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Chirpy Cricket loves to fiddle. He thinks everyone he meets should. However, as Chirpy meets other critters near Farmer Green’s house, he learns that not everyone who fiddles sounds the same as he does. Along the way, he meets some strange crickets like the Mole Cricket who never comes above ground. Or the Cricket Frog who chirps like cricket but is really from the frog family. (Did you know there are over 900 species of crickets?) We also learn about some of the predators of crickets and how they hunt. But mostly, this story is about Chirpy and how he hopes to help everybody fiddle as well as he does – in his own mind.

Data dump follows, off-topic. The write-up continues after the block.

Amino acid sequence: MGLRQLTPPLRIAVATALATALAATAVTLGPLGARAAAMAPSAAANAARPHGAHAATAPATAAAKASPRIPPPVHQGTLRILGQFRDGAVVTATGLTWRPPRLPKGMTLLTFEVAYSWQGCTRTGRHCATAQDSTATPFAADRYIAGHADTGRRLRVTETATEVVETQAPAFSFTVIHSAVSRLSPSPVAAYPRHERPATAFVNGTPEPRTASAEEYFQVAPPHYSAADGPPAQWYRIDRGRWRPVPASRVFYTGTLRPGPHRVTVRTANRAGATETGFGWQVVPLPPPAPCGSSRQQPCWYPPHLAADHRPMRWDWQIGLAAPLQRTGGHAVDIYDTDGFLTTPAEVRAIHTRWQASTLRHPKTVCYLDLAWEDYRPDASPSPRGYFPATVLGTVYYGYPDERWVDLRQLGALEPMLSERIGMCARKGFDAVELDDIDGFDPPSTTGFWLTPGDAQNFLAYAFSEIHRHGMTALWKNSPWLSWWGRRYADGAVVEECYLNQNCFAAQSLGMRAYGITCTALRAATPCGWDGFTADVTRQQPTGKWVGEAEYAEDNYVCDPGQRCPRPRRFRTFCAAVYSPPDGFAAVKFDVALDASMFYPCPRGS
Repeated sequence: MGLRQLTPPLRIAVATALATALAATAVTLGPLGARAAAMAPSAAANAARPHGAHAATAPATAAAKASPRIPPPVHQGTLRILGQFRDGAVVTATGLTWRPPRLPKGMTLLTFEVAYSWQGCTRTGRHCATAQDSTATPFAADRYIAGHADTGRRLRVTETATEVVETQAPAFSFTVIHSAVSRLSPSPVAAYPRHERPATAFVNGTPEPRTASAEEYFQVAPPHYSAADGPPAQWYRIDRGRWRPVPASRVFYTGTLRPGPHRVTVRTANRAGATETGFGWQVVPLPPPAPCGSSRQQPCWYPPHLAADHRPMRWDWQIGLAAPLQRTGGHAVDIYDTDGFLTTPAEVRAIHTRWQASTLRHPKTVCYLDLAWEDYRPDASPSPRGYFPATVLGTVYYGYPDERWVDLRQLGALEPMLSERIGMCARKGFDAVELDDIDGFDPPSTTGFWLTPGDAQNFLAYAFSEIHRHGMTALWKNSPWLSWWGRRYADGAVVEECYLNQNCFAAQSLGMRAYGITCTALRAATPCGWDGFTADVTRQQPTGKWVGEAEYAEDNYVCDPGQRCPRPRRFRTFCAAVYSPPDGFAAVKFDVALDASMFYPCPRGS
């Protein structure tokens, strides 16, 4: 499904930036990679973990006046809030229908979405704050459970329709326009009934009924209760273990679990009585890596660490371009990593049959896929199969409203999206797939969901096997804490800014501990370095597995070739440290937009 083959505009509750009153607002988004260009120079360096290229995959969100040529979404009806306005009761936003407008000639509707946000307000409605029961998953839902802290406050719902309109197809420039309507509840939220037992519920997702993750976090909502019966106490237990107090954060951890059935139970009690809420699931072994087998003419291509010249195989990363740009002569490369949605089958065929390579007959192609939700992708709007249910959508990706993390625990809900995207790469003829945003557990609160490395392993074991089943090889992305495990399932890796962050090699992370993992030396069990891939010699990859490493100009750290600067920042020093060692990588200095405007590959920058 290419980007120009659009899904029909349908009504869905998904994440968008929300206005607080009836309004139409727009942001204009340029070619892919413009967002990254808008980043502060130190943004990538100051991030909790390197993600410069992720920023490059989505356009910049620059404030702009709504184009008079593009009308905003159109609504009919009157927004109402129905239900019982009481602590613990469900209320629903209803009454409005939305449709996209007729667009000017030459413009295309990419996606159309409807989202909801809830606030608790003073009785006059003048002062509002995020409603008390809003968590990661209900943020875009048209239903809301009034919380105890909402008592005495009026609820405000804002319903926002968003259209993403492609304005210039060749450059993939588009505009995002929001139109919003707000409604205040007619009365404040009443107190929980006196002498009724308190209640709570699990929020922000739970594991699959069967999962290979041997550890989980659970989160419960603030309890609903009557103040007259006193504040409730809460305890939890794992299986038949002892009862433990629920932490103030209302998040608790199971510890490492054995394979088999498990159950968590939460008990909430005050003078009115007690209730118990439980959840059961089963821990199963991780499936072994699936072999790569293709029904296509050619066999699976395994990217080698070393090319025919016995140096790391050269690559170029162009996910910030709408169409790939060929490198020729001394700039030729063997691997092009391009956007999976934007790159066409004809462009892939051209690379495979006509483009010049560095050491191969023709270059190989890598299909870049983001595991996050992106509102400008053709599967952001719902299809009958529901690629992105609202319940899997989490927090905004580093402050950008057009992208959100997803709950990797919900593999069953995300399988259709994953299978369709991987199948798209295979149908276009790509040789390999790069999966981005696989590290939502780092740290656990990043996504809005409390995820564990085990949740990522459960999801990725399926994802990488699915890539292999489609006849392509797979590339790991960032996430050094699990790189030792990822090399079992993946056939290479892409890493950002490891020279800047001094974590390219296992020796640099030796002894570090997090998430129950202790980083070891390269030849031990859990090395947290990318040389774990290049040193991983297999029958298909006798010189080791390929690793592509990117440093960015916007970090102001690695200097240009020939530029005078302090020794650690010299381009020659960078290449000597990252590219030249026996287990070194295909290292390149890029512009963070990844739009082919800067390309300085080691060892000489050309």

Arthur Scott Bailey, the author, gives each of Chirpy’s friends and acquaintances a unique personality, not unlike that in the wild, and like any good children’s book, teaches us about their unique behaviors while promoting good moral values. Bailey was an American writer who penned more than 40 children’s books. Mr. Bailey centered all his plots in the animal, bird, and insect worlds, weaving natural history into the stories in a way that won educators’ approval without arousing the suspicions of his young readers. He made it a habit to never “write down” to children and frequently used words beyond the average juvenile vocabulary, believing that youngsters respond to the stimulus of the unfamiliar.